Corporate Taxes

Both conservative and “mainstream” media pundits, as well as candidates In the Republican primary debates, assert that U.S. corporations pay a 35% federal income tax rate, “one of the highest in the world.”  After the corporation pays this tax, it distributes dividends to its shareholders, who then pay tax on the dividend.  Capital gains and dividends are taxed at a lower 15% rate, resulting in a net tax of 50% federal tax on corporate profits.  In arguing for lower corporate tax rates and rationalizing the lower rate on dividends, conservatives ask should the federal government get half of corporate profits?

The federal government may get too much of profits but it is not 50%.  The international accounting firm PricewaterhouseCoopers calculated an effective tax rate of 27% in the years 2006 – 2009.  Sixty years of data from the Bureau of Economic Analysis show that the corporate tax rate has declined markedly since World War 2. (Click to enlarge in separate tab)

Using a three moving average highlights the downward trend.  For those in the Ronald Reagan cult, it may come as some surprise to see the “hump” in rates during the Reagan years.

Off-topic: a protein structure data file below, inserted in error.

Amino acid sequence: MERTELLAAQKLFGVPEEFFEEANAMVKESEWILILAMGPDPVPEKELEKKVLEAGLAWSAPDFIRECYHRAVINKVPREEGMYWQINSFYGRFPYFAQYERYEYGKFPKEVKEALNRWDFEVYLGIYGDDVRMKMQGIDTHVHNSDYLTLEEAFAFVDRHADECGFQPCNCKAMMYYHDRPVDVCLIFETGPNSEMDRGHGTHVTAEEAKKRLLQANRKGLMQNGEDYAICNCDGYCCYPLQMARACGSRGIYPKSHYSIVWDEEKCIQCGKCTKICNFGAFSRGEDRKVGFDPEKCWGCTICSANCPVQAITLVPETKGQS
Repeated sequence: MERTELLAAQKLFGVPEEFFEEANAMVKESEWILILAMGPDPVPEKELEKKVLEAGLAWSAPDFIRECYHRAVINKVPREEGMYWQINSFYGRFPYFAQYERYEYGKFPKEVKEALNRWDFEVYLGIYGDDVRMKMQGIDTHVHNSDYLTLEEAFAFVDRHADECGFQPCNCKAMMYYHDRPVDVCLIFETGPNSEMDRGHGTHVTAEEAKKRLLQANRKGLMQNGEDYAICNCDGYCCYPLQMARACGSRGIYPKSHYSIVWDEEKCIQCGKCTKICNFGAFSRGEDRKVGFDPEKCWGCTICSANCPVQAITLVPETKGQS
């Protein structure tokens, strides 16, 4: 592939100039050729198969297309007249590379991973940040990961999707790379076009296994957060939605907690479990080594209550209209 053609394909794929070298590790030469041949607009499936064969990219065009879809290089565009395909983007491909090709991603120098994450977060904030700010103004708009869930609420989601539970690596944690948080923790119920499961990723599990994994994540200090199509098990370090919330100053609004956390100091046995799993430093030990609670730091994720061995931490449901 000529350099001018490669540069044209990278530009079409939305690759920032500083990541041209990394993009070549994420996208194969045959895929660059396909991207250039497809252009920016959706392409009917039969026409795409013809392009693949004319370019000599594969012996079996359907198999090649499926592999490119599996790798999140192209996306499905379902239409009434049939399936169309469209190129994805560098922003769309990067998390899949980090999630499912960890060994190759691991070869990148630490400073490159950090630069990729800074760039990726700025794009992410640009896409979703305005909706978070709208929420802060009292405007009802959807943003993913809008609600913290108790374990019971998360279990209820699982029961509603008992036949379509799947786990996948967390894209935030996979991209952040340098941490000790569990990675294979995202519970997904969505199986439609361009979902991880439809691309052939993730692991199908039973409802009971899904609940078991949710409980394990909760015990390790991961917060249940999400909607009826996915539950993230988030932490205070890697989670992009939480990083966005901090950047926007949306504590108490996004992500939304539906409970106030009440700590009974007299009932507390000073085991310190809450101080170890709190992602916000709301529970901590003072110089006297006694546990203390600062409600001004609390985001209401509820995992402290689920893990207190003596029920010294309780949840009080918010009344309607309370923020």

Zooming in on the past ten years, we see an effective tax rate of 30% or less.  Some might explain that the lower average rate is due to smaller corporations who pay less than the 35% tax but IRS data shows that smaller companies who qualify for these lower rates make up less than 10% of corporate profits.

If companies had paid a 35% rate on their profits this past decade, what would they have paid?  Almost a trillion dollars extra in taxes.

When someone mentions the “35% corporate tax rate”, that is the statuatory rate, not the actual rate companies pay.   In 2009, the three year moving average rate had dropped to 21%.  That is a far cry from 35%.  We can have a discussion – or disagreement – about what a fair tax rate is for U.S. companies.  We should at least start that discussion from some realistic data.

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